June 2nd, 2006


Right There, Right Then

The ever-erudite robotnik has posted a description of what sounds like one hellacious cool class in American Studies over at his blog. Basically ... well, I'll let him tell it:
I designed American Studies 200 as a kind of anti-survey. I tried to think of the course as an anthology instead of a narrative, a road trip rather than a bird’s-eye-view. Rather than stepping back to survey the nation as a whole, we zoomed in on very specific times and locales. Rather than a sweeping chronological narrative, I offered several staccato portraits. Of course, I hoped and planned for larger themes to emerge, but I banished any pretensions of completeness, any illusions that we would somehow cover it all....
Instead, I had the luxury to take up a really rather narrow question—what has “America” meant to different people in different times, and what consequences have those meanings had? Each week we examined a different place and a different historical moment where America and what it meant was constructed, contested, or otherwise up for grabs.

What locations did our hero select? Hey, follow the link and find out. But he does ask for more suggestions, so herewith, a patriotic thirteen milieux that he didn't get to this time around (or at least, not as specifically):

* The New England Frontier, 1675-1676
King Philip's War establishes the default American response to attack, and to the Indians.

* Pennsylvania, 1776-1779
From Declaration to Valley Forge, and George Washington working the clock.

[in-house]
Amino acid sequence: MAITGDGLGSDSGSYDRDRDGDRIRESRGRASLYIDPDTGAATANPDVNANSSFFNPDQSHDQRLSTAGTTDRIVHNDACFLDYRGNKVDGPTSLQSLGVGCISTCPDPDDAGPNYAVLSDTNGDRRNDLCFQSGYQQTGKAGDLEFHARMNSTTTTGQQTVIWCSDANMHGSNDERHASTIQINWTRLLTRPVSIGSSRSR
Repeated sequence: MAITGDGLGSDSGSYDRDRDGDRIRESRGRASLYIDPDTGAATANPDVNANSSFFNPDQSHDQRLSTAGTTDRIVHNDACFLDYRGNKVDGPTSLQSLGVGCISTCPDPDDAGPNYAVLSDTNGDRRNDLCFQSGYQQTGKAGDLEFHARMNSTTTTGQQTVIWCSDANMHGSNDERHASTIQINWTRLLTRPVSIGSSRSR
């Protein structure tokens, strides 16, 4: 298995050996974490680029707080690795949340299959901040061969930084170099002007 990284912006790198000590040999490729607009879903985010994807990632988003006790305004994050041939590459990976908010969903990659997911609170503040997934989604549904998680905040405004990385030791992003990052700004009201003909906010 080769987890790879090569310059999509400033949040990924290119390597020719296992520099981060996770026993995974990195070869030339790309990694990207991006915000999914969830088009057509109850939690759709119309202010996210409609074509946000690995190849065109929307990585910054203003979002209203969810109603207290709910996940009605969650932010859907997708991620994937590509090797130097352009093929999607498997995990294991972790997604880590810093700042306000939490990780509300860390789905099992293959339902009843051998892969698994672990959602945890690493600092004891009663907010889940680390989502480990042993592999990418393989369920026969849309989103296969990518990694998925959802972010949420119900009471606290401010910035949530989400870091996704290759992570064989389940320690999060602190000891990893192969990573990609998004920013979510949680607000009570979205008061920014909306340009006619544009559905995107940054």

* The Natchez Trace, 1787-1816
America's toughest frontier, and the making of Andrew Jackson.

* Oregon, 1803-1860
A utopia of fur and farming. Seen as the 'virtuous alternative' to California, well, to the present day.

* The Mississippi River, 1835-1861
The setting for the Great American Novel.

* Utah, 1847-1896
Building an American religion ... and deciding if it's American.

* Nickajack Country, Tennessee, 1861-1865
Pro-Union yeomen in the heart of Dixie.

* Chicago and Oak Park, 1880-1909
The invention of American architecture and urbanism.

* Mars, 1894-1936
From Lowell's canals to Northwest Smith, the creation of a purely fantastic new frontier.

* North Africa, Sicily, Britain, Normandy, and the Ardennes, 1942-1945
Americans measure themselves against the mother country.

* Route 66, 1945-1957
Postwar vacationland, sunshine Beats, the last naive commercialism. Are we local or are we efficient?

* Cislunar Space, 1947-1973
Dammit, there's got to be a frontier around here somewhere.

* Silicon Valley, 1971-2000
The birth of the most recent American combination of democratization, excess, invention, self-aggrandizement, and capitalism.